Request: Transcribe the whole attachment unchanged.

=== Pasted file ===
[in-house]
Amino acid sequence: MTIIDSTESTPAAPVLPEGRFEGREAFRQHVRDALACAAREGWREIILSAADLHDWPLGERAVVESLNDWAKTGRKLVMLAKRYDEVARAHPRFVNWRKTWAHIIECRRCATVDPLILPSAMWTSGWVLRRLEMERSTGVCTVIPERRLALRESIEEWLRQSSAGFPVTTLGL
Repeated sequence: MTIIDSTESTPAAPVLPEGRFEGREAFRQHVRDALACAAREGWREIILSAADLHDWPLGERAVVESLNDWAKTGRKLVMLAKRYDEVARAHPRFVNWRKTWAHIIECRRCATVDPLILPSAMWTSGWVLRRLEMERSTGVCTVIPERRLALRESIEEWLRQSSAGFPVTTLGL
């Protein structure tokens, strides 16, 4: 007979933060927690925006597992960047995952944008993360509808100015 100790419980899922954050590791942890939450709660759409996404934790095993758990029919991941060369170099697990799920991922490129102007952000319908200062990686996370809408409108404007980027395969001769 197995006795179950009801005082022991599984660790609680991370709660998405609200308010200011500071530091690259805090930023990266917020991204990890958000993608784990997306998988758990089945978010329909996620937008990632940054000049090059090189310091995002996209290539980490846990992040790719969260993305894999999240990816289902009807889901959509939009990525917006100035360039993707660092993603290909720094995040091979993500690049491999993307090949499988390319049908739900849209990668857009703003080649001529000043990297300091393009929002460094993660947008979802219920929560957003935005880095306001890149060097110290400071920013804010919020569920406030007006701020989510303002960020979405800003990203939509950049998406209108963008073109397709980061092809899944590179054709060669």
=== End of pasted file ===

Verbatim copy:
[in-house]
Amino acid sequence: MTIIDSTESTPAAPVLPEGRFEGREAFRQHVRDALACAAREGWREIILSAADLHDWPLGERAVVESLNDWAKTGRKLVMLAKRYDEVARAHPRFVNWRKTWAHIIECRRCATVDPLILPSAMWTSGWVLRRLEMERSTGVCTVIPERRLALRESIEEWLRQSSAGFPVTTLGL
Repeated sequence: MTIIDSTESTPAAPVLPEGRFEGREAFRQHVRDALACAAREGWREIILSAADLHDWPLGERAVVESLNDWAKTGRKLVMLAKRYDEVARAHPRFVNWRKTWAHIIECRRCATVDPLILPSAMWTSGWVLRRLEMERSTGVCTVIPERRLALRESIEEWLRQSSAGFPVTTLGL
């Protein structure tokens, strides 16, 4: 007979933060927690925006597992960047995952944008993360509808100015 100790419980899922954050590791942890939450709660759409996404934790095993758990029919991941060369170099697990799920991922490129102007952000319908200062990686996370809408409108404007980027395969001769 197995006795179950009801005082022991599984660790609680991370709660998405609200308010200011500071530091690259805090930023990266917020991204990890958000993608784990997306998988758990089945978010329909996620937008990632940054000049090059090189310091995002996209290539980490846990992040790719969260993305894999999240990816289902009807889901959509939009990525917006100035360039993707660092993603290909720094995040091979993500690049491999993307090949499988390319049908739900849209990668857009703003080649001529000043990297300091393009929002460094993660947008979802219920929560957003935005880095306001890149060097110290400071920013804010919020569920406030007006701020989510303002960020979405800003990203939509950049998406209108963008073109397709980061092809899944590179054709060669």